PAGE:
I have to preface this report from www.wateronline with a comment that things are never quite as they seem.

Drinking tap water provides the same health benefits as taking homeopathic medicine, according to a recent report in Consumer Affairs.

“It is no exaggeration to say that a glass of tap water from a random American public water supply probably contains higher levels of active medical ingredients than any bottle of ‘homeopathic medicine’ on the market,” the article said.

The reasoning in the report is that tap water contains traces of antibiotics, anti-convulsants, mood stabilizers and sex hormones,” as the article put it, citing an AP investigation. Although this fact is often counted as a criticism against tap water, the report framed it as evidence tap is more curative than homeopathic medicine.

“Tap water containing drugs measured in parts per billion or even parts per trillion still contains far more actual drugs than most homeopathic remedies,” the Consumer Affairs piece said.

Ian: Yes, and God only knows what their combined effect may be!

Tap water advocates argue that there are few sound health reasons to drink bottled water.

“Bottled water in the United States is not necessarily cleaner or safer,” the Massachusetts Executive Office of Health and Human Services says. “Bottled water often comes from the same public water supplies as tap water, but is regulated under lower quality standards.”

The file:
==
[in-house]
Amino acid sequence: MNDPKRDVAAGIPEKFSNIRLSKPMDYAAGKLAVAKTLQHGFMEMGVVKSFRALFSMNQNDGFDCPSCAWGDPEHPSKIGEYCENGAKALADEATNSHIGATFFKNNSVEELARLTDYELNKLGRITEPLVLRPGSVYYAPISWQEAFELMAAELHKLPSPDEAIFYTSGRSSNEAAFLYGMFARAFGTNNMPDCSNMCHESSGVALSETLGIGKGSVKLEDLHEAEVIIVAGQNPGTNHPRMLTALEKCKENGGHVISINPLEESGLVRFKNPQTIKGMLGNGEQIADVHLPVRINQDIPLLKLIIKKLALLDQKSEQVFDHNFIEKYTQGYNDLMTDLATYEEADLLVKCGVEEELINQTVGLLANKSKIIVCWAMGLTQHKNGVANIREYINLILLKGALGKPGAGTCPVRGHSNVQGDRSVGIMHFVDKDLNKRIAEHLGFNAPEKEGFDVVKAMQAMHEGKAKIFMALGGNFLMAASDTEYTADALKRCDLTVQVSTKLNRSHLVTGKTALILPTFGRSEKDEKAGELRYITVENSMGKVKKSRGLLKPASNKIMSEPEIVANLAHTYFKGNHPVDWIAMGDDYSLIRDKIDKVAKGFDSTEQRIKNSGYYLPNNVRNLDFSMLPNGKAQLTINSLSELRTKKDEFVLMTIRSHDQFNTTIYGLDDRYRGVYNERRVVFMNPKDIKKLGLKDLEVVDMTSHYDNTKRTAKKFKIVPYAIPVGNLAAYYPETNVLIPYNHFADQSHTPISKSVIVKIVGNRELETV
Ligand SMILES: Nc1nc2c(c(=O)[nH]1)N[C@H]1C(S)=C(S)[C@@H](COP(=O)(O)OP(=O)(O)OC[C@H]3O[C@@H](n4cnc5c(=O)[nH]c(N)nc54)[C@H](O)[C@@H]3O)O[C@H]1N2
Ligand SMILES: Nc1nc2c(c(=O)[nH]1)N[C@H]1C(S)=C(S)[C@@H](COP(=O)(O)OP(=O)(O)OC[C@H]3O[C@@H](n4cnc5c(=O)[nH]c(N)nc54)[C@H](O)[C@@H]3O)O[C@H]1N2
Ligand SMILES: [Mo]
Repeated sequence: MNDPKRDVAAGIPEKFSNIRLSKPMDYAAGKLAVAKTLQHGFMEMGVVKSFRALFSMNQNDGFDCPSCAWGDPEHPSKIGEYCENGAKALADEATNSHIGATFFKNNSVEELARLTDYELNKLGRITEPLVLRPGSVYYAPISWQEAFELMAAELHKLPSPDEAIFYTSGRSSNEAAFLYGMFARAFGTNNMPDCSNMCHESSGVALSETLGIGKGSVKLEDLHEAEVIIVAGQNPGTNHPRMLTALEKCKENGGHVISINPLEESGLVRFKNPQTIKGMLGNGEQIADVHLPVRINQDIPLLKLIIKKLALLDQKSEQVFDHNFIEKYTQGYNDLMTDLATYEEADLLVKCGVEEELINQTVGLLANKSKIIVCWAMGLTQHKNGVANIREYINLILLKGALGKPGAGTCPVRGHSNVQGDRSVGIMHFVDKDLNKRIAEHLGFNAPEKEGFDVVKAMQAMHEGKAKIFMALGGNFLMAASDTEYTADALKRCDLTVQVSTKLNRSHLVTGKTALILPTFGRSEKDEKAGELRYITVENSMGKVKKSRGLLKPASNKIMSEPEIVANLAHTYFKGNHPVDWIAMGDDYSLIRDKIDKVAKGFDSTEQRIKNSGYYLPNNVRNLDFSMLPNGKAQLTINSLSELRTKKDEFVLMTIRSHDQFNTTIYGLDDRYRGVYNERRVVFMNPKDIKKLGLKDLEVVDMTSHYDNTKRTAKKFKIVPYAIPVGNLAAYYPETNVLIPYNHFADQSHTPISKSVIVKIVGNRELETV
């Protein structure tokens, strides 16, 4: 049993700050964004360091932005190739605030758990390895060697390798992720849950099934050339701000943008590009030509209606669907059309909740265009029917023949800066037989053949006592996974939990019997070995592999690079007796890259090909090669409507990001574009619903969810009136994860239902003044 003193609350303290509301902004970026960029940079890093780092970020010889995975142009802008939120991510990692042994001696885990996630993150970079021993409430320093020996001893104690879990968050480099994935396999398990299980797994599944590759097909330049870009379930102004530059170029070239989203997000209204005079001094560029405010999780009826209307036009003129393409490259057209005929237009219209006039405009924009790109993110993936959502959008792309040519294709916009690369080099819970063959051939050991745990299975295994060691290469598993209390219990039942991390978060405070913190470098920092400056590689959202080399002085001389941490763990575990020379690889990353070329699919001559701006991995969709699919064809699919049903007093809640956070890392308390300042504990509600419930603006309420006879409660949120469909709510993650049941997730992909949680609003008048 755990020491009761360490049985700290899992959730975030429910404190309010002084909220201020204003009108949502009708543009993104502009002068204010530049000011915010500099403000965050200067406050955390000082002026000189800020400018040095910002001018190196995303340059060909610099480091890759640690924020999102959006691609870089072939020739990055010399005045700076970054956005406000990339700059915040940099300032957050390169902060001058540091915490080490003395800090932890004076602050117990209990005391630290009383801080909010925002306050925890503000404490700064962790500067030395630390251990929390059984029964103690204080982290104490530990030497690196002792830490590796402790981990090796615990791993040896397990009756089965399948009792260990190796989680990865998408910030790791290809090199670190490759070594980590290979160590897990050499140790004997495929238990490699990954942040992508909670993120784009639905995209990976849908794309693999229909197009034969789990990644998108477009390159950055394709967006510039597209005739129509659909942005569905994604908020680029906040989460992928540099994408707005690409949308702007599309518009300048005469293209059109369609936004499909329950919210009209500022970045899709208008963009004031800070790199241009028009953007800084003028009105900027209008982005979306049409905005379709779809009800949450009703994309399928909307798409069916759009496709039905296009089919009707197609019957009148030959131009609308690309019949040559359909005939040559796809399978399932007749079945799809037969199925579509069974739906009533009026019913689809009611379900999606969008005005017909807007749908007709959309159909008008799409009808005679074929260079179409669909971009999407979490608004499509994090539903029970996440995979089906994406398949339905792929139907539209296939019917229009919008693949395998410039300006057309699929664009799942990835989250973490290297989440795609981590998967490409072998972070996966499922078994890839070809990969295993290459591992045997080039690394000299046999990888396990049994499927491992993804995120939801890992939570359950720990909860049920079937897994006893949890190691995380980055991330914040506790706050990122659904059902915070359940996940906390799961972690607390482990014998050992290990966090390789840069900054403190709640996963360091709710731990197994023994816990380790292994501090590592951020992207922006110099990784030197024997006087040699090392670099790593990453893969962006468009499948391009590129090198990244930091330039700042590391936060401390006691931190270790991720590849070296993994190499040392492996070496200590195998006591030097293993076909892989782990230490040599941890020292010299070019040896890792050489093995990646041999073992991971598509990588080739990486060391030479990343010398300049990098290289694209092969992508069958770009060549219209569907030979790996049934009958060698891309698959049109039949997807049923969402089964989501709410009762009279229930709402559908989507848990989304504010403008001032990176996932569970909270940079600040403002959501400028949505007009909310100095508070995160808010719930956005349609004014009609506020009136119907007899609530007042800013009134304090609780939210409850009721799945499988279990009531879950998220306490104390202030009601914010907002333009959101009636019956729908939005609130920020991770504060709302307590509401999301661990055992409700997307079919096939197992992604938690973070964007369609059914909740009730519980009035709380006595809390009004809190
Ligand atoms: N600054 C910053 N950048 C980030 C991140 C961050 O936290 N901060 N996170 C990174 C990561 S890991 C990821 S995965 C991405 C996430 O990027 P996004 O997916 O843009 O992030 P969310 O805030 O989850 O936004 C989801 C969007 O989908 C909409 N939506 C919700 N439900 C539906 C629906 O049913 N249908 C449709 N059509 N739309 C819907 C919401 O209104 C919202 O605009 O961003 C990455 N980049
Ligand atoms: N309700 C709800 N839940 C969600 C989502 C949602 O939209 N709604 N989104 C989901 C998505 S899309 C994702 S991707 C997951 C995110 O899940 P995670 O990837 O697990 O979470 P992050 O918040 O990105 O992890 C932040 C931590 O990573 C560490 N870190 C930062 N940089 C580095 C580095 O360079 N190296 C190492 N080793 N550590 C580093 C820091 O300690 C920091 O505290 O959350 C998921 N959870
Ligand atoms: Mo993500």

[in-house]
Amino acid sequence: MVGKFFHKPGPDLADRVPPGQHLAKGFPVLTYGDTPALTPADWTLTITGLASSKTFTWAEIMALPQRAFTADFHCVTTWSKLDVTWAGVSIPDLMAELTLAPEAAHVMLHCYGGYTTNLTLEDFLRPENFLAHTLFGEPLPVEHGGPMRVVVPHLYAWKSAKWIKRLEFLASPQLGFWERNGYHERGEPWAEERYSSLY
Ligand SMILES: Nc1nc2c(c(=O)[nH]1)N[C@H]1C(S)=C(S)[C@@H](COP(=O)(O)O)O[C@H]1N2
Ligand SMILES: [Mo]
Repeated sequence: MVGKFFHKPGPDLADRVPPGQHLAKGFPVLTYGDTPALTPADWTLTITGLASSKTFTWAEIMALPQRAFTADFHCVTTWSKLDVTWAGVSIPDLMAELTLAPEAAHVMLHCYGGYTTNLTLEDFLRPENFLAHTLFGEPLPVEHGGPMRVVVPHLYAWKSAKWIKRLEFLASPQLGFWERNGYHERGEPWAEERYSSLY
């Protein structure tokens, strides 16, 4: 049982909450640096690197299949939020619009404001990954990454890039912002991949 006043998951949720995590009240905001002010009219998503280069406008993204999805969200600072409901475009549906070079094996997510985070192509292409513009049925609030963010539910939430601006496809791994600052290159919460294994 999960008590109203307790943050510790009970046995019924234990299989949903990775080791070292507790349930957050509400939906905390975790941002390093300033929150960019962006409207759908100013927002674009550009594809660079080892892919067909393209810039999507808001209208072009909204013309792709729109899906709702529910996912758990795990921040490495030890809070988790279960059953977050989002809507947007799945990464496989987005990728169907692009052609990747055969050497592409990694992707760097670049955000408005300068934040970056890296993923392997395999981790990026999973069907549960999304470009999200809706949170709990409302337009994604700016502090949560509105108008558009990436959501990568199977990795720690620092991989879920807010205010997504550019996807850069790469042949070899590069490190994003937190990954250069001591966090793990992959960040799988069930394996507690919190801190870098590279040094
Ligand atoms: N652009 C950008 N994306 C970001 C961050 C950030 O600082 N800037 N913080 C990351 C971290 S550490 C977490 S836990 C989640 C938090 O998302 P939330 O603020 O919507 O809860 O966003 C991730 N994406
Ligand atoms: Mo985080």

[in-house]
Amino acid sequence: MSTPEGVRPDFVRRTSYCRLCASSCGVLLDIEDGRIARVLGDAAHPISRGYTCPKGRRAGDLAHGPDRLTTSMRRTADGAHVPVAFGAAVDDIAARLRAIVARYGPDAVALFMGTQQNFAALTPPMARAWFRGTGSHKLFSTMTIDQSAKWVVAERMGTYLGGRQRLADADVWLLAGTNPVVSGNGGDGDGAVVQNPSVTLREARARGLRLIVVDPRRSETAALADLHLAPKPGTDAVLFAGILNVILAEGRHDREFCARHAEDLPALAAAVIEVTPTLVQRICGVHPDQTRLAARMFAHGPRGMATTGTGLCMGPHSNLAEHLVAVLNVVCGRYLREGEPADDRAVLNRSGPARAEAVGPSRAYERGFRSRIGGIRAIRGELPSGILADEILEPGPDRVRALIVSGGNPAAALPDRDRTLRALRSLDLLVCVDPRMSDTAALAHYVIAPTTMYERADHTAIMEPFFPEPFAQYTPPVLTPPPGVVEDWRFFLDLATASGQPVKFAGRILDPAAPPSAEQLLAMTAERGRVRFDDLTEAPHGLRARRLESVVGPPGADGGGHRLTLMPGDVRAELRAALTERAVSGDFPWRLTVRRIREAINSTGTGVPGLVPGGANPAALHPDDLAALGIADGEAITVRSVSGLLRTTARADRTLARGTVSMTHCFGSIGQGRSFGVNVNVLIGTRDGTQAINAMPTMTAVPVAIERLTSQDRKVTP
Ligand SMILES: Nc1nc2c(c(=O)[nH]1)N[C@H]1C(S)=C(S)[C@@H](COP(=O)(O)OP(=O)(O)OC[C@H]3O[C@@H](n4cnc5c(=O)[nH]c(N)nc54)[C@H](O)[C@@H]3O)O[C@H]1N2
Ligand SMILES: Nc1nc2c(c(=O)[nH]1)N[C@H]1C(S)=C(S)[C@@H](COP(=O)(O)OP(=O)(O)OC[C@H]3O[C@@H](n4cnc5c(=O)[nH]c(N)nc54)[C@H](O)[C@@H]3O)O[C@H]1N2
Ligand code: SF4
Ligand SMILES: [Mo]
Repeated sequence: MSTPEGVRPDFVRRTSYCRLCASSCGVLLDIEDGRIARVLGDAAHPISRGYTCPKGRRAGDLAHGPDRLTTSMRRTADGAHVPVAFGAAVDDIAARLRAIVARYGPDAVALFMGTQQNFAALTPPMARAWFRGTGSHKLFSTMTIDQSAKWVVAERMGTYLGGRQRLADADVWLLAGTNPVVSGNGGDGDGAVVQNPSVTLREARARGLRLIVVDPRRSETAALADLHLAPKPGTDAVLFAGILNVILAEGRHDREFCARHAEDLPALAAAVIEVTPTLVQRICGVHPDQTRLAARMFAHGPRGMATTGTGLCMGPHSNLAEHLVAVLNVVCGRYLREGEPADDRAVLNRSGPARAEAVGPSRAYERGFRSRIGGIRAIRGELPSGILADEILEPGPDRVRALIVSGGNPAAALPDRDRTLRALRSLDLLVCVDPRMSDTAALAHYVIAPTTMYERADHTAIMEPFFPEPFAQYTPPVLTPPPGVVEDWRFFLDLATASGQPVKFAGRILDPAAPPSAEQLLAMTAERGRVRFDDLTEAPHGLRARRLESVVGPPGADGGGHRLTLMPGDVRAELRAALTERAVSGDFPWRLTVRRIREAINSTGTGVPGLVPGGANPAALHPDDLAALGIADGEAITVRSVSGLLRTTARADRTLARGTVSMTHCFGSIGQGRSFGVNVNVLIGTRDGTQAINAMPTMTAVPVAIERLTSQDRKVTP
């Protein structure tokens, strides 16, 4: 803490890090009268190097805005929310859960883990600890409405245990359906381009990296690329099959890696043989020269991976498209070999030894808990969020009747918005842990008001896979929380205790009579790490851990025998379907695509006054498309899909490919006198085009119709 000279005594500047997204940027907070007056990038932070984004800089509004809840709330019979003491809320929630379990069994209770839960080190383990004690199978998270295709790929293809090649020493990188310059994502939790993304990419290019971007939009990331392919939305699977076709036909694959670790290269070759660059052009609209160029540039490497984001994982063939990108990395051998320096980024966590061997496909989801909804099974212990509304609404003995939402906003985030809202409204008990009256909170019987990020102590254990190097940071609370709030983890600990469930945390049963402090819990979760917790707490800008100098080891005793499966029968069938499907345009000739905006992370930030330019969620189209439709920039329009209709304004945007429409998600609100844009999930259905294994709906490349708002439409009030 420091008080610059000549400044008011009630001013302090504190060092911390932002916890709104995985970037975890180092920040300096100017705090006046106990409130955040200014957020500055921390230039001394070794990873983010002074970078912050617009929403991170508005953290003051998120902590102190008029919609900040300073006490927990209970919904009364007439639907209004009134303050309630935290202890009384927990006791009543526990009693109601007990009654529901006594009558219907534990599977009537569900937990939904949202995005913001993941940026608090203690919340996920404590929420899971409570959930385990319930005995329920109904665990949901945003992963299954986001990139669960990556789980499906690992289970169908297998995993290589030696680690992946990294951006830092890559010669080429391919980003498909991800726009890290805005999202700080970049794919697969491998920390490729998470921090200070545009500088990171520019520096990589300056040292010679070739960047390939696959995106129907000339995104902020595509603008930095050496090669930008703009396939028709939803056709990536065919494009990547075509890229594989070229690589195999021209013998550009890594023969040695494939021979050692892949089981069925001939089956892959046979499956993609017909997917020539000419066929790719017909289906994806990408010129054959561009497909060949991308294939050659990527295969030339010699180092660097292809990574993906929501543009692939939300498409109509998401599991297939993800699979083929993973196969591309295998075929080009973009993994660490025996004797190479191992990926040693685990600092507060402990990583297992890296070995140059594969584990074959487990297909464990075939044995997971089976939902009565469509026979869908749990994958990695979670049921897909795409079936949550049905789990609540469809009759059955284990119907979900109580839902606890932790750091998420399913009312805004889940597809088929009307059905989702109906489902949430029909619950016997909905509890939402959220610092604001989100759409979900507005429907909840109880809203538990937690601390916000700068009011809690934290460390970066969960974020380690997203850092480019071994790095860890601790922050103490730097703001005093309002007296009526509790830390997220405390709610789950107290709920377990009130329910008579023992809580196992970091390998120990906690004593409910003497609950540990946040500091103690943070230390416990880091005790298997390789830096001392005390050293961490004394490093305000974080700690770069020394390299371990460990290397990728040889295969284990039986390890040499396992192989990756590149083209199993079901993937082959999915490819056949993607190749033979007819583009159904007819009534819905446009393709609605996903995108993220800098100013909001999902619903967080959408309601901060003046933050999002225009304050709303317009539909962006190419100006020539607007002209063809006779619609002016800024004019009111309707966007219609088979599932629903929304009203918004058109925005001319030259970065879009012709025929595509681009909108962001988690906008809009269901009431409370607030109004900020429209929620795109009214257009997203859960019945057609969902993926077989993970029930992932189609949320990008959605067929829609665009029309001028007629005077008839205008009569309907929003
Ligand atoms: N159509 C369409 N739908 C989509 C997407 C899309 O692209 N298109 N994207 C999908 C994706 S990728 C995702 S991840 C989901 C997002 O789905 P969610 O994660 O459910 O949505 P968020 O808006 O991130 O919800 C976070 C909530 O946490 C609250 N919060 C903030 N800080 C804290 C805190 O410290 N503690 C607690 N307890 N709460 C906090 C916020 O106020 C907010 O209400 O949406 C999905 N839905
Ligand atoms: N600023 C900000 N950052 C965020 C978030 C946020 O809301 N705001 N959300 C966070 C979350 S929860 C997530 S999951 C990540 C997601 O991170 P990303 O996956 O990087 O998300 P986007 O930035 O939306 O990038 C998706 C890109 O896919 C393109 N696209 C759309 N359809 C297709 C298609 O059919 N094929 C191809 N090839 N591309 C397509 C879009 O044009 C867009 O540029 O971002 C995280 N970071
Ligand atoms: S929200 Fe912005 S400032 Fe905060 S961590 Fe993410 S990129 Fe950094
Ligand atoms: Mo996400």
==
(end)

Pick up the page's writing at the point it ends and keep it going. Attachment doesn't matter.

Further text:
The office points out that drinking bottled water is costly.

“Consuming the daily fluid requirement (10 cups) would cost approximately $1,764 per person annually,” it said.

In areas where tap water is fluoridated, it may have an added benefit for the teeth.

Ian: And keeping your kids in lower grades!

“Another concern [about bottled water] is the lack of fluoride in bottled water for dental health,” the office said. “Most tap water sources, however, do contain the optimal concentration of fluoride that is recommended for preventing tooth decay.”

The Centers For Disease Control make the same point.  “Bottled water may not have a sufficient amount of fluoride, which is important for preventing tooth decay and promoting oral health,” they say.

In the U.S., tap water is regulated more tightly than bottled water.

“Bottled water is regulated by the Food and Drug Administration (FDA) and tap water is regulated by the Environmental Protection Agency (EPA),” according to Nancy Hearn on her site Water Benefits Health. “Even though the FDA standards for bottled water are similar to EPA standards for tap water, the FDA is years behind in their inspections.”

Ian: Man, what a piece of work by some PR wonk! 

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